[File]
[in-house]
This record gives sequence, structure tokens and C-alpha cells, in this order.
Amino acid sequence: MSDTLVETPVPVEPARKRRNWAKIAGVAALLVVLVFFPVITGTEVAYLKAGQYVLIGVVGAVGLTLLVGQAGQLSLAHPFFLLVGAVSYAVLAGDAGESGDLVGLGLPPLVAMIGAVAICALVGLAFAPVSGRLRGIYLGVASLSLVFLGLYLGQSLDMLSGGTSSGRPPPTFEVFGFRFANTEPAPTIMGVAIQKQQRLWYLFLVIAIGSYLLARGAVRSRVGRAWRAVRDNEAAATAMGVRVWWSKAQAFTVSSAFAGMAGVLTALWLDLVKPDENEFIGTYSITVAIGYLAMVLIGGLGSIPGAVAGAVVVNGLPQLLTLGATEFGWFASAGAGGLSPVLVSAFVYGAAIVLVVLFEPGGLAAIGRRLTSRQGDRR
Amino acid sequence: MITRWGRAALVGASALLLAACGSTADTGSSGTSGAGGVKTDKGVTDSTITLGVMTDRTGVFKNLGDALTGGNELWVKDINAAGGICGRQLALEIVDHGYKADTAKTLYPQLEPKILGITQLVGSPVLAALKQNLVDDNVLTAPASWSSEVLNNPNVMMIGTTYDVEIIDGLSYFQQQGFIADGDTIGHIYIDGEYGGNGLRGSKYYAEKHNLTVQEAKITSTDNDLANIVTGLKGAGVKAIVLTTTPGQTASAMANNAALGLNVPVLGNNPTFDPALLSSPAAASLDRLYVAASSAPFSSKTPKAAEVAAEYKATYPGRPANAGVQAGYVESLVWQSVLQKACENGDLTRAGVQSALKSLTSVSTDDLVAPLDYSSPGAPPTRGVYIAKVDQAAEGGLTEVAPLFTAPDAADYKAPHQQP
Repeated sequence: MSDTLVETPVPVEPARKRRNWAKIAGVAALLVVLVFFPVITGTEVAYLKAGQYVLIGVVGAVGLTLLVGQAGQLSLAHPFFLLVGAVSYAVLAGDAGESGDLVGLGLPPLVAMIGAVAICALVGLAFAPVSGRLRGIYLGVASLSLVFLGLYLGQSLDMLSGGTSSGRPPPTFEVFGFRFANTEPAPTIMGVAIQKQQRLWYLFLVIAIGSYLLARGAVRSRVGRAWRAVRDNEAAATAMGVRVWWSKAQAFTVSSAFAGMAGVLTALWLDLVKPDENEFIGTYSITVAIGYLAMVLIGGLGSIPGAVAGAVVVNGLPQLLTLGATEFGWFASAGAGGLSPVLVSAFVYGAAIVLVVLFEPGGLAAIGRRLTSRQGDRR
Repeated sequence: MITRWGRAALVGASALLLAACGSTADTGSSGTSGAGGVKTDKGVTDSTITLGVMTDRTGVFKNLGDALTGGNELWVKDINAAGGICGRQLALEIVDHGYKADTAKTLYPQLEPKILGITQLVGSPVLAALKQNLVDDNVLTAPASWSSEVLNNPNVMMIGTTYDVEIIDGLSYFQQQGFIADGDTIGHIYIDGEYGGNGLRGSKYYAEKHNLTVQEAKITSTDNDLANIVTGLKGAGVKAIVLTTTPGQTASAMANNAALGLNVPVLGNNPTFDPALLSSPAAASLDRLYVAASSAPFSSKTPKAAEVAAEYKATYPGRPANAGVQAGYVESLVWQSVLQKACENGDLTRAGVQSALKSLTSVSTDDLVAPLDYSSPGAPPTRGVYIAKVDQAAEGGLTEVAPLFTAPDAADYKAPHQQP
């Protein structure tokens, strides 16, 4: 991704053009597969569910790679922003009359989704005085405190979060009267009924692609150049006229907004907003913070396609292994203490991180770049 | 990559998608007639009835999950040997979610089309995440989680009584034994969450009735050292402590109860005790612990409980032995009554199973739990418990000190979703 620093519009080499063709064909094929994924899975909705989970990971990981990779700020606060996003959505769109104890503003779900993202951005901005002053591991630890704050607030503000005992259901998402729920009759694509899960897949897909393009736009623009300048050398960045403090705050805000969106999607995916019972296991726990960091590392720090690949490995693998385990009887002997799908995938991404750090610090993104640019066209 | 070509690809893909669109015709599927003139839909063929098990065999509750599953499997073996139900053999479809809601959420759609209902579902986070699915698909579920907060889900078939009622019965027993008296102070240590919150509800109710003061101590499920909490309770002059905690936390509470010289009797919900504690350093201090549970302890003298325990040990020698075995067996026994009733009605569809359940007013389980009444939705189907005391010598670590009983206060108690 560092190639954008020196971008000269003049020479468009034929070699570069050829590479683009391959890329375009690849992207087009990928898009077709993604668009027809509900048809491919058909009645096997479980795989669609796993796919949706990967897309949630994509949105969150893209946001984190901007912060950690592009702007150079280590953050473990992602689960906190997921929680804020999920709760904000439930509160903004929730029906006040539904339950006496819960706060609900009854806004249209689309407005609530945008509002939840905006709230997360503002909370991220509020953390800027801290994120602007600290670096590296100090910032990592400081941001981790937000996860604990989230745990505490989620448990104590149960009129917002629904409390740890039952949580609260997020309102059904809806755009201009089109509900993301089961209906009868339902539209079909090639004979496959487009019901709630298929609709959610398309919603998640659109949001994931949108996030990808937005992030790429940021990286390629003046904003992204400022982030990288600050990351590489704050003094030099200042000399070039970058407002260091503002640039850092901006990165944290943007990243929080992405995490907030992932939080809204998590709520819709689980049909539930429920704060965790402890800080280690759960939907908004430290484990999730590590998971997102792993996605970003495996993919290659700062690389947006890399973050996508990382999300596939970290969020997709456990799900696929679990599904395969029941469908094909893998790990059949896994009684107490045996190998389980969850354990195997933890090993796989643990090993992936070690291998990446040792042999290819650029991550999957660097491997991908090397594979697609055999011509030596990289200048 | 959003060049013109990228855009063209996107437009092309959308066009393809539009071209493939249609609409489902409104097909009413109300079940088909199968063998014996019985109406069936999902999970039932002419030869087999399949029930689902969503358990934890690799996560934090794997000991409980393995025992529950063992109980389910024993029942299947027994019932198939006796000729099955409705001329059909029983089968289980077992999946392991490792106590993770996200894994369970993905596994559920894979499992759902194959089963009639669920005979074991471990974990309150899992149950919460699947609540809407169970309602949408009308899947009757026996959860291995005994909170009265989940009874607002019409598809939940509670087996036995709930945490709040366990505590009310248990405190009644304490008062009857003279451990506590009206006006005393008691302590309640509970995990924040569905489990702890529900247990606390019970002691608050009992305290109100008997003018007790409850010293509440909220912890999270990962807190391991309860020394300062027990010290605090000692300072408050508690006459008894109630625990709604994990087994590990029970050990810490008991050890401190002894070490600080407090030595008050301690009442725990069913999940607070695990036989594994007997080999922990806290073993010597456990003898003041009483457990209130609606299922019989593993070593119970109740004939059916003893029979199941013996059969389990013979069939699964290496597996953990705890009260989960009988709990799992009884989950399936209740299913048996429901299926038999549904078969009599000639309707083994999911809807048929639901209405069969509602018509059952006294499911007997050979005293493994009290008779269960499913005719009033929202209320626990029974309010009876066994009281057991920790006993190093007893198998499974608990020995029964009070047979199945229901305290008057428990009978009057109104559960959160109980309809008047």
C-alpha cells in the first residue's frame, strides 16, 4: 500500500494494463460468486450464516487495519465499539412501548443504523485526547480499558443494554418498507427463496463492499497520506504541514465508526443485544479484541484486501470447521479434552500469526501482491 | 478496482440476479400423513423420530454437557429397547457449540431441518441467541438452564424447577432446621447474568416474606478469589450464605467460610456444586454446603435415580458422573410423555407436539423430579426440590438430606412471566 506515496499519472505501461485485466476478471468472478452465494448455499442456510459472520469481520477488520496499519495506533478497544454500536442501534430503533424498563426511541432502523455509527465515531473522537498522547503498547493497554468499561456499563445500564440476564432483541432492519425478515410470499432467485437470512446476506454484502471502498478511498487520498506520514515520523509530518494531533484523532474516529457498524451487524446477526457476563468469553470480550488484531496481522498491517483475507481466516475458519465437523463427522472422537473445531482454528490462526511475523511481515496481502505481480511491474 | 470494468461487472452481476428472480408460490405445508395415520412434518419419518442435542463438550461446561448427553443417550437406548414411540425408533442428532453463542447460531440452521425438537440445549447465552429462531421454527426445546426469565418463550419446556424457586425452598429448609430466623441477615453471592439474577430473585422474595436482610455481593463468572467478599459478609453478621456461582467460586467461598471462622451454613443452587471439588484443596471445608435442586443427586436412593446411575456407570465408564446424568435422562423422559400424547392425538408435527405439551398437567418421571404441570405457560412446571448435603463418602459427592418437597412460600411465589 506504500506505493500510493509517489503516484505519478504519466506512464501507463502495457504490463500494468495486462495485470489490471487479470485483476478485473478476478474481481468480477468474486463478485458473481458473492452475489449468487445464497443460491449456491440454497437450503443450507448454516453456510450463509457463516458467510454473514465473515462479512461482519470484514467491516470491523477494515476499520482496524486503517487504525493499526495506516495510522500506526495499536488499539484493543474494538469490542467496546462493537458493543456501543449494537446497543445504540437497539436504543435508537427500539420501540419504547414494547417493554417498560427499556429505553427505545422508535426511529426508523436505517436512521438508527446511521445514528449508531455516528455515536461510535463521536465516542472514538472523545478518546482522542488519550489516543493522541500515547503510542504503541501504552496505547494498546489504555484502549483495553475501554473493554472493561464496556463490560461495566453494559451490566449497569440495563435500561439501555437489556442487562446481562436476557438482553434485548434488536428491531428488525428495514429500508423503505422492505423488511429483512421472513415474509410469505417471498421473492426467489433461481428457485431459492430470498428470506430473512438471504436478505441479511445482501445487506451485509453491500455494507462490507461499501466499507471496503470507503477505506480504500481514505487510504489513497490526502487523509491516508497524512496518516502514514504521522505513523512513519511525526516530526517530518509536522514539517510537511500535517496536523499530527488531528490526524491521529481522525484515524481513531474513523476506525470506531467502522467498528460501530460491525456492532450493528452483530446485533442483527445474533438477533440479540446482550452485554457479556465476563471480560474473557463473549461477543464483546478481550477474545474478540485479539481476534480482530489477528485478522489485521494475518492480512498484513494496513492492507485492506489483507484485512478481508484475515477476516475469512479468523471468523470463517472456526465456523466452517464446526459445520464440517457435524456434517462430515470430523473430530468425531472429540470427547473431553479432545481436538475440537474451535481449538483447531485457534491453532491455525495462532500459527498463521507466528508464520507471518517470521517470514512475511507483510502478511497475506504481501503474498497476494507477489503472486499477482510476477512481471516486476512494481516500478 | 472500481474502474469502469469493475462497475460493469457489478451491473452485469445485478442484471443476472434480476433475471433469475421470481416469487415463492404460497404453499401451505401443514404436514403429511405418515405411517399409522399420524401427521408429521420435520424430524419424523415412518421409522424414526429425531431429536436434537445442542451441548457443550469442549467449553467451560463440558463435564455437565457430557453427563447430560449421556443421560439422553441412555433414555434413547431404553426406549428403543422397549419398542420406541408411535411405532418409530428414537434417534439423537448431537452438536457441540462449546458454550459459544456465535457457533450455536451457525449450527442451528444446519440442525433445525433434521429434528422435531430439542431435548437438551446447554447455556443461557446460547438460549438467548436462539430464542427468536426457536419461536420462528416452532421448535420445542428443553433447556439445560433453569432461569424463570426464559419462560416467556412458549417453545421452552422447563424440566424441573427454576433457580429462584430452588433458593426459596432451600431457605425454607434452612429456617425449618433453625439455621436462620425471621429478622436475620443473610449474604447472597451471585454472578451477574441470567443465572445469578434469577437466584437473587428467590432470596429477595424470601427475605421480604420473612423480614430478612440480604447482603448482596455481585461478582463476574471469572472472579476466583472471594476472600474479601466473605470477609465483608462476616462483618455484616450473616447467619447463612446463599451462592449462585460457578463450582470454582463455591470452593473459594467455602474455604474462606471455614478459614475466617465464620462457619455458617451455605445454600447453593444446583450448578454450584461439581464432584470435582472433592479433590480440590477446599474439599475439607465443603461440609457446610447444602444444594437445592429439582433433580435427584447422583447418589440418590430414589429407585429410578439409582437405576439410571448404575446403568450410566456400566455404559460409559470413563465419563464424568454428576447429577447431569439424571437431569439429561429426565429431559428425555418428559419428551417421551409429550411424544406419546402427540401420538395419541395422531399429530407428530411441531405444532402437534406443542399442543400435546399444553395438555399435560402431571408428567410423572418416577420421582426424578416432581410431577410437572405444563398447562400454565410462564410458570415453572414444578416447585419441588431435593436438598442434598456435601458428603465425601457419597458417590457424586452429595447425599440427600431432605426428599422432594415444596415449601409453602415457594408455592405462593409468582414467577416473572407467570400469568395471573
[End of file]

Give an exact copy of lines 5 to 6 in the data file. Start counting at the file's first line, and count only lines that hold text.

Repeated sequence: MSDTLVETPVPVEPARKRRNWAKIAGVAALLVVLVFFPVITGTEVAYLKAGQYVLIGVVGAVGLTLLVGQAGQLSLAHPFFLLVGAVSYAVLAGDAGESGDLVGLGLPPLVAMIGAVAICALVGLAFAPVSGRLRGIYLGVASLSLVFLGLYLGQSLDMLSGGTSSGRPPPTFEVFGFRFANTEPAPTIMGVAIQKQQRLWYLFLVIAIGSYLLARGAVRSRVGRAWRAVRDNEAAATAMGVRVWWSKAQAFTVSSAFAGMAGVLTALWLDLVKPDENEFIGTYSITVAIGYLAMVLIGGLGSIPGAVAGAVVVNGLPQLLTLGATEFGWFASAGAGGLSPVLVSAFVYGAAIVLVVLFEPGGLAAIGRRLTSRQGDRR
Repeated sequence: MITRWGRAALVGASALLLAACGSTADTGSSGTSGAGGVKTDKGVTDSTITLGVMTDRTGVFKNLGDALTGGNELWVKDINAAGGICGRQLALEIVDHGYKADTAKTLYPQLEPKILGITQLVGSPVLAALKQNLVDDNVLTAPASWSSEVLNNPNVMMIGTTYDVEIIDGLSYFQQQGFIADGDTIGHIYIDGEYGGNGLRGSKYYAEKHNLTVQEAKITSTDNDLANIVTGLKGAGVKAIVLTTTPGQTASAMANNAALGLNVPVLGNNPTFDPALLSSPAAASLDRLYVAASSAPFSSKTPKAAEVAAEYKATYPGRPANAGVQAGYVESLVWQSVLQKACENGDLTRAGVQSALKSLTSVSTDDLVAPLDYSSPGAPPTRGVYIAKVDQAAEGGLTEVAPLFTAPDAADYKAPHQQP